In the time of occultation [ghaybah] of the infallible Imam, since the wali al-faqih has been chosen through a general designation by the infallible Imam, his wilayah is endorsed by the Imam and acquired credibility, thus, his approval is the source of credibility of the constitution; otherwise, the constitution by itself is questionable. It is debatable as to where its credibility emanates from and who has the right to amend it. On what basis does a minority that has not voted for a certain law abide by it? And there are many other questions. However, when we say that this law has been declared credible by one formally designated by the infallible Imam, there is no room for any more questions.
Process of legislation in the Islamic government
It is clear in the theory of Islamic government that the original credibility of law comes from God, and the words of anyone, like the Prophet (s), who is credited by God, become binding. In turn, the words of anyone who is designated by the Prophet (s), or the Commander of the Faithful (‘a), are equally binding. Similarly, the laws and decrees issued by anyone who is designated by the infallible Imam (‘a) through a general or specific appointment shall be Islamic and sacred because they have been approved by God.
Of course, as we have said, in the Islamic government this approval may take different intervals. The credibility of approval of the wali al-faqih emanates from the approval of and endorsement by the infallible Imam (‘a) and the credibility of decrees and approval of the infallible Imam, in turn, emanates from the approval of and endorsement by the Prophet (s). Finally, credibility of the Prophet’s approval is confirmed through an explicit text [nass] of the Qur’an where God says:
يَا أَيُّهَا الَّذِينَ آمَنُوا أَطِيعُوا اللّهَ وَأَطِيعُوا الرَّسُولَ وَأُوْلِي الأَمْرِ مِنكُمْ…

“O you who have faith! Obey Allah and obey the Apostle and those vested with authority among you…”[61][83]
and in another verse:
النَّبِيُّ أَوْلَى بِالْمُؤْمِنِينَ مِنْ أَنفُسِهِمْ…

“The Prophet is closer to the faithful than their own souls….”[62][84]
Thus, the aforementioned link has a perfectly logical foundation for the members of an Islamic society and those who believe in the truthfulness of God, the Prophet (s) and the infallible Imams (‘a). As we have expounded earlier, we have to talk on the basis of our audience’s convictions and beliefs and through their language. For this reason, if a person does not believe in God and in the truthfulness of the Messenger of Allah (s), or is doubtful of the infallible Imam (‘a), we need to discuss this issue in a different way.
Initially, we have to deal with the fundamental and essential principles of Islam, and then after proving them, tackle other subjects, including political and administrative issues, on the basis of those principles. Of course, this form of legislation, or the other usual forms can also be examined on the basis of their value for the benefit of society.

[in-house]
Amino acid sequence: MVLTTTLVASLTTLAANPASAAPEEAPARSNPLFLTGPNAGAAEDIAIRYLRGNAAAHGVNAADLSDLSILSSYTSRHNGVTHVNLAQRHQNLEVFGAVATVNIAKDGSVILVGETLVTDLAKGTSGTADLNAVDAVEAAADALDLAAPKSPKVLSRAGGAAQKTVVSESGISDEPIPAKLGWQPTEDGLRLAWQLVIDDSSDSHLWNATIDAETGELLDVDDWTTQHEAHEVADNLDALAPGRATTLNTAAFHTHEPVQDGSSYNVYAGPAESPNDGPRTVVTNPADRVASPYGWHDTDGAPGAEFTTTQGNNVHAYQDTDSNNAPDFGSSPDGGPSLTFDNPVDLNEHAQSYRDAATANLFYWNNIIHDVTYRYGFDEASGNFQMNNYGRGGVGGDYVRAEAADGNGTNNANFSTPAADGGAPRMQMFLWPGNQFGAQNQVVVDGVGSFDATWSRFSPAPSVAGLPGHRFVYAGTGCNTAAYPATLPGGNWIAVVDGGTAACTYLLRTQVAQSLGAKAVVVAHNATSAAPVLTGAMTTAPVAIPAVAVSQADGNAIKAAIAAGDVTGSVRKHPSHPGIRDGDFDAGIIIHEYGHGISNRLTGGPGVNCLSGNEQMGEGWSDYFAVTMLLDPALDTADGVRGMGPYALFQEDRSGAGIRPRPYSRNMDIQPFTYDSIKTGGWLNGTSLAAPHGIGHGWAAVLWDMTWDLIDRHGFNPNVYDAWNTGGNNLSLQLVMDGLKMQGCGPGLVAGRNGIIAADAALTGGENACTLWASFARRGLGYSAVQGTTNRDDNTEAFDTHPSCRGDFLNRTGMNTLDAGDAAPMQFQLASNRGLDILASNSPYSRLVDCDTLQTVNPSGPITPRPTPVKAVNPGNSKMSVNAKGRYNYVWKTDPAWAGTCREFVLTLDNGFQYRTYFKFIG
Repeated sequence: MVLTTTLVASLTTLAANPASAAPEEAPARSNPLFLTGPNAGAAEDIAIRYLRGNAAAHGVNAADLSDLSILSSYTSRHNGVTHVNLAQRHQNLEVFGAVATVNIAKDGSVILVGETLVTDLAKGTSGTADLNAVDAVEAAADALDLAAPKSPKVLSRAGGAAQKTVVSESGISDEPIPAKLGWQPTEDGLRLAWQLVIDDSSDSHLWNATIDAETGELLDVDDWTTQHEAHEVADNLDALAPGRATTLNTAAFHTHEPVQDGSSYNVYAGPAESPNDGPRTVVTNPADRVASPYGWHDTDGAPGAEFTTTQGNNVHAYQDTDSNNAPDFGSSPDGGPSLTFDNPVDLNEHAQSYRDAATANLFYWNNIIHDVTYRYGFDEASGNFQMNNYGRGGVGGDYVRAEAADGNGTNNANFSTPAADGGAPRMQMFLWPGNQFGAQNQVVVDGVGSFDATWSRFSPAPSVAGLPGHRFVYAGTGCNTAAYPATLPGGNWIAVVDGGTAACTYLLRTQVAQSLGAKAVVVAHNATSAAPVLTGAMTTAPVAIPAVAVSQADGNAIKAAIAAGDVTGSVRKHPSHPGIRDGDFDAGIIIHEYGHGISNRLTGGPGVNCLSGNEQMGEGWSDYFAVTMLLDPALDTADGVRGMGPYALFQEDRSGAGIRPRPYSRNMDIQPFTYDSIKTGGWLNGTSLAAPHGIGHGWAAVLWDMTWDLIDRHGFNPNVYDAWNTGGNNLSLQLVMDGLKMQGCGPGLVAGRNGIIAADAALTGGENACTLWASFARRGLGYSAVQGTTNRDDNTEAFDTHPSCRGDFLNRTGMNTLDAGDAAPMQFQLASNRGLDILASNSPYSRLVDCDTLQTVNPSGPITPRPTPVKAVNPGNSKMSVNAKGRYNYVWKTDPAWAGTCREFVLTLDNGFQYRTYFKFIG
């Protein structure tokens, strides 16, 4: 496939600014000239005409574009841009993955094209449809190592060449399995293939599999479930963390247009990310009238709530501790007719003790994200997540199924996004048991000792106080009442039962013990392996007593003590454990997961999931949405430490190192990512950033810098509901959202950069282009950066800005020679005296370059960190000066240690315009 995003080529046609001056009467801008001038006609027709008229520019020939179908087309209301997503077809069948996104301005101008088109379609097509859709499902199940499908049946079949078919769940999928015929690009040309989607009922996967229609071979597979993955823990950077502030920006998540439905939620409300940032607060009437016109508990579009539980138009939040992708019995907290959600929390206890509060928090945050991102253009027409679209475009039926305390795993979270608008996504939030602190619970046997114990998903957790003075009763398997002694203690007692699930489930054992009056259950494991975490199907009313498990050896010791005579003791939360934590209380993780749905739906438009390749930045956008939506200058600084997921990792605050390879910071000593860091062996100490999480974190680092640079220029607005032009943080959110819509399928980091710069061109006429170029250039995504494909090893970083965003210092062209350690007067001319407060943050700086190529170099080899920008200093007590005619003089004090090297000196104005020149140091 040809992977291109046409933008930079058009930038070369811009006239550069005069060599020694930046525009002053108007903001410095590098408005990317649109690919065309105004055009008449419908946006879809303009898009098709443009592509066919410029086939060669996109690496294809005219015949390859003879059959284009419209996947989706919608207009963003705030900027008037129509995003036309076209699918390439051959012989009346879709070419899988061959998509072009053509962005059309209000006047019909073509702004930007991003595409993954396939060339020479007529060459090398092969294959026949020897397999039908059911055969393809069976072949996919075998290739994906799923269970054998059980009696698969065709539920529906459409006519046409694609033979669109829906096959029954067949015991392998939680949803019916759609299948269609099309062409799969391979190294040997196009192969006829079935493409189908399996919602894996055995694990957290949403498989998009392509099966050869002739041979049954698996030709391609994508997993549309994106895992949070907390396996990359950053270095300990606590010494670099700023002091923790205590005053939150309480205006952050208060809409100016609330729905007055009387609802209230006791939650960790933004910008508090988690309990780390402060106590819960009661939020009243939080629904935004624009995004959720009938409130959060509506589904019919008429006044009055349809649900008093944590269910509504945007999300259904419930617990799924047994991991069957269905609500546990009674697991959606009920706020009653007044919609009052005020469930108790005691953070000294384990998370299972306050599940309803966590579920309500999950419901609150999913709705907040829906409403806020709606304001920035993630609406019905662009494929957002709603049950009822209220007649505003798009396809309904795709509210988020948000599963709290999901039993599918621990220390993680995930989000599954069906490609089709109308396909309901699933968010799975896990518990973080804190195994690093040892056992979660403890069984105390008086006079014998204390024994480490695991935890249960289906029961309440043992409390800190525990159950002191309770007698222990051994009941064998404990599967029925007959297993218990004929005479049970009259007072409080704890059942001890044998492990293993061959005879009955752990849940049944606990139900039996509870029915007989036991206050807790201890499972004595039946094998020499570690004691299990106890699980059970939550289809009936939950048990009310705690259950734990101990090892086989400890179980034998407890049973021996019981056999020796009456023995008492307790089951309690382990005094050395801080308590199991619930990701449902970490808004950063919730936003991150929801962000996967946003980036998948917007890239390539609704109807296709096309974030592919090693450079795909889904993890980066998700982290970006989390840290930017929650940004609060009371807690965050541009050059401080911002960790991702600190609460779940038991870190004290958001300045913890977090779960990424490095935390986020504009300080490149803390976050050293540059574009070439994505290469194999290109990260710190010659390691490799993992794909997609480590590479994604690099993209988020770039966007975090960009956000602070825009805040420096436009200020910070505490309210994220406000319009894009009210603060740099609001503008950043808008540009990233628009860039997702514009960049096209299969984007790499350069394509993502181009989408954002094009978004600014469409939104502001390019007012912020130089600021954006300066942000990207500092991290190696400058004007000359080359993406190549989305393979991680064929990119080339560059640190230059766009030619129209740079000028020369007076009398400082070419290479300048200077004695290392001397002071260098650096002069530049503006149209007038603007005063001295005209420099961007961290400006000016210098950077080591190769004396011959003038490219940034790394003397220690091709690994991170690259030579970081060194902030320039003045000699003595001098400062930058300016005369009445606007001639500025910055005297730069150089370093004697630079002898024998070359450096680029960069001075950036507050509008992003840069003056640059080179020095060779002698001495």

Legal status delegated in the Islamic government
In the Islamic political theory, besides the fact that all principles of law must be enacted by God, all laws and orders be approved by Him, the Messenger of Allah (s), an infallible Imam, or his general or specific successor, the implementer of the law also has to be designated by God to acquire credibility through this system of guardianship. (The judicial organ also has an executive function; it must be regarded a righteous reference authority in cases of disputes and differences and check the law prior to its implementation. Therefore, an independent and special status has been given to it.)
At the time when the Prophet (s) or an infallible Imam was present, he had to personally hold the reigns of government or designate someone to implement the law; for example, Hadrat ‘Ali (‘a) appointed Malik al-Ashtar as the governor of Egypt in order to implement the law there. However, in this period of ghaybah when the people have no access to the infallible Imam (‘a), the responsibility of implementing the law lies on the shoulders of the one who has been appointed by the infallible Imam through a general designation, and this will lead us to the theory of wilayah al-faqih about which we will discuss later, God willing.
It should now be clear that in Islamic political theory and administrative structure, just as the law should be linked to God, the implementer of the law should also be linked to God and be appointed by God either through a general or specific designation.
The judicial organ should be equally linked to God and the judge should be appointed by God either through direct, or indirect and general designation. In either case, if the judge has no link whatsoever to God, his decree shall have no credit at all. The Holy Qur’an has pointed out God’s direct designation of Hadrat Dawud (David) (‘a) to judge among men:
يَا دَاوُودُ إِنَّا جَعَلْنَاكَ خَلِيفَةً فِي الْأَرْضِ فَاحْكُم بَيْنَ النَّاسِ بِالْحَقِّ…

“O David! Indeed We have made you a vicegerent on the earth. So judge between the people with justice….”[63][85]
And regarding the Prophet of Islam (s), it says:
إِنَّا أَنزَلْنَا إِلَيْكَ الْكِتَابَ بِالْحَقِّ لِتَحْكُمَ بَيْنَ النَّاسِ بِمَا أَرَاكَ اللّهُ

“Indeed We have sent down to you the Book with the truth, so that you may judge between the people by what Allah has shown you.” [64][86]
It also states:
فَلاَ وَرَبِّكَ لاَ يُؤْمِنُونَ حَتَّىَ يُحَكِّمُوكَ فِيمَا شَجَرَ بَيْنَهُمْ…

“But no, by your Lord! They will not believe until they make you a judge in their disputes.”[65][87]
In sum, in the Islamic political theory, sovereignty, legislation and the administration of society in all its dimensions and aspects must emanate from the legislative will of God.